St Albans, VT Fire, May 1895
ONE HUNDRED HOMELESS FAMILIES
Fire Destroys Many Business Blocks and Residences in St. Albans, Vt.---Loss $750,000.
ST. ALBANS, Vt., May 20.---A woman was engaged in heating her curling iron over a kerosene lamp in the home of a French family near Fonda's lumber yard yesterday, when the lamp exploded and scattered the flames over the carpet, which immediately caught fire. Thus was started the most disastrous fire that ever visited a Vermont town, and which, before it had been extinguished, had burned over fifty acres, sweeping the heart of the business protion, destroying property valued at $750,000, and wiping out fifty business places and seventy-five houses all in three hours' time.
One hundred homeless families are sheltered in the churches and schools of the city. Many merchants lost their entire stocks, and most of the families burned out saved nothing. At the corner of Foundry and Kingman Streets the new United States Post Office and Custom House was situated, and a little further up Kingman, toward Main Street, stood the establishment of The St. Albans Messenger Company, publishers of The Daily and Weekly Messenger block are in ruins. The loss to the Government is $50,000. The Messenger Company property was valued at $45,000, and was insured for $20,000. The fire destroyed every building on Kingman Street, and swept up to Main Street, where it spread in both directions.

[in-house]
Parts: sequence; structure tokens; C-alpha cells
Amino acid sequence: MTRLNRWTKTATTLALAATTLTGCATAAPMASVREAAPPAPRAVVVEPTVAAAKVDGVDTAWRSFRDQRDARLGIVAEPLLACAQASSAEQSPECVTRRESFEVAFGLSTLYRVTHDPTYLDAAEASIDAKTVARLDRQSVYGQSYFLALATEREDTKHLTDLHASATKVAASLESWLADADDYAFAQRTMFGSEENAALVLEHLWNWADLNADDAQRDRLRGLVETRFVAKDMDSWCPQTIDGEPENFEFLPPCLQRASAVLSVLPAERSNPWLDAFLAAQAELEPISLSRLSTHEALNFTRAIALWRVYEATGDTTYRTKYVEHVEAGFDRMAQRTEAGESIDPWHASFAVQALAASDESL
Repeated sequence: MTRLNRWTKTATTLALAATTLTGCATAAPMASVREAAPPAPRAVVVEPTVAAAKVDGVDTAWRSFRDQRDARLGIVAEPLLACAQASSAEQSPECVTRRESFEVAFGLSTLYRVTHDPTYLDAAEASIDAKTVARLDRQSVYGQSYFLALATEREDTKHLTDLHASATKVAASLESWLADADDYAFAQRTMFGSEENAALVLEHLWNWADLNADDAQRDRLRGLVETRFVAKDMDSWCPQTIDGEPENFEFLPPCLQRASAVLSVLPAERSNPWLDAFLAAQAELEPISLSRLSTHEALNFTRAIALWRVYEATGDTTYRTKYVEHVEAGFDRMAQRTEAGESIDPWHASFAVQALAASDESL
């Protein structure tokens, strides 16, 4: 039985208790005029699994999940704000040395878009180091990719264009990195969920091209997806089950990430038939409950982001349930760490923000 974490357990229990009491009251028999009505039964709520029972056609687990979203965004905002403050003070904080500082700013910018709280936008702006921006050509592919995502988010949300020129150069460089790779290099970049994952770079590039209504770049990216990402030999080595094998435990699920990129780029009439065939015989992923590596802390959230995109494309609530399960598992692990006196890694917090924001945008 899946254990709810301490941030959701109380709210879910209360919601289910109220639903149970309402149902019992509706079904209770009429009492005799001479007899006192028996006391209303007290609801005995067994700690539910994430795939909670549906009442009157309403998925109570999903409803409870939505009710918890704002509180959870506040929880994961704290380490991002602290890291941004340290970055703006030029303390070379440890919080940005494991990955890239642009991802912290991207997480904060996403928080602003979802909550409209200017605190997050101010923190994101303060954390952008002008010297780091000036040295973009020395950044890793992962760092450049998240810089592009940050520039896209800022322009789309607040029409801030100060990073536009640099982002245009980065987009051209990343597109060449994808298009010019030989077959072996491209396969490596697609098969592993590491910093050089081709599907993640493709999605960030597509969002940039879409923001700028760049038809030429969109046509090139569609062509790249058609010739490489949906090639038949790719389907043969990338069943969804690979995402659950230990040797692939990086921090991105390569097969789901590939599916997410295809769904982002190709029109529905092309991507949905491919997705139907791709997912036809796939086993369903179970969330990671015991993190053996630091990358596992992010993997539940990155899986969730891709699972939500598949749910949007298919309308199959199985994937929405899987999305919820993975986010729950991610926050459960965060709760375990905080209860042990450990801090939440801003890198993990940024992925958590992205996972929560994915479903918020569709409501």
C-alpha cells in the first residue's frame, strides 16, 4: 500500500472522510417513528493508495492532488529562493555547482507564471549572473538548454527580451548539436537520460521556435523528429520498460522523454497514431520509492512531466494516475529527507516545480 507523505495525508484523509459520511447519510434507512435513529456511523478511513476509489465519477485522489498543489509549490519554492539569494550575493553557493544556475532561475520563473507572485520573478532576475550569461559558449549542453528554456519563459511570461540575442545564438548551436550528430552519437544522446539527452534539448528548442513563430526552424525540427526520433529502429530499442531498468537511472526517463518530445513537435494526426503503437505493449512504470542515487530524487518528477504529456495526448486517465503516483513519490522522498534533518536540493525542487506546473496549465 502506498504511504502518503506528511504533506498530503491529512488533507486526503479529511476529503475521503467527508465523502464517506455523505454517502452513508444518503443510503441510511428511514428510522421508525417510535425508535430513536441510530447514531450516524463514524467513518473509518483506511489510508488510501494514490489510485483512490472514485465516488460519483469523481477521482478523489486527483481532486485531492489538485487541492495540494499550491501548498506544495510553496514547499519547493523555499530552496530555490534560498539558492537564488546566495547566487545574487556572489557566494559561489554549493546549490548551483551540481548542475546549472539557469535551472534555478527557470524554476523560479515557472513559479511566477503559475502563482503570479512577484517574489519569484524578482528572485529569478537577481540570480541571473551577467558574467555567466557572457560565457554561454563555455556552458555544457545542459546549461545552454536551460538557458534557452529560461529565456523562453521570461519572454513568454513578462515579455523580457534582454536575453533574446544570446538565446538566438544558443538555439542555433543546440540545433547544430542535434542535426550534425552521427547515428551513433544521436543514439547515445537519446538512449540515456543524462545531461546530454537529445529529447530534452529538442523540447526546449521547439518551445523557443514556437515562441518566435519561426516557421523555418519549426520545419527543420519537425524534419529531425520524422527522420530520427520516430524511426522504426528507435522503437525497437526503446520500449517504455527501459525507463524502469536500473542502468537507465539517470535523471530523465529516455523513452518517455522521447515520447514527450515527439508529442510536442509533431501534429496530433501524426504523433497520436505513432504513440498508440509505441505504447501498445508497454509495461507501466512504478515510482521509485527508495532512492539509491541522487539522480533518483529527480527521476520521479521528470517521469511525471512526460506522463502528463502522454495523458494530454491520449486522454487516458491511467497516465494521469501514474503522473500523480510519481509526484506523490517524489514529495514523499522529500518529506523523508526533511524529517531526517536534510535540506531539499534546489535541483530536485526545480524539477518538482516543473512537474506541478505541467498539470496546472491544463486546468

There are many losses under $2,000. Hundreds of families lose all they possessed. Citizens are taking measures for their relief.
The new Government building is nearly a total loss. The walls of the first and second stories are standing, but the roof has fallen in and the building is practically ruined. It was rapidly approaching completion, and would have been ready for occupancy by Aug.1. Something over $60,000 had been expended on the structure, which was to be occupied for a Post Office and Custom House.
The ruins cover nearly fifty acres, embracing four entire blocks, bounded by Lake and Hoyt Streets and Main and Foundry Streets. The houses destroyed were mostly new, and many were owned by the occupants.
The New York Times, New York, NY 21 May 1895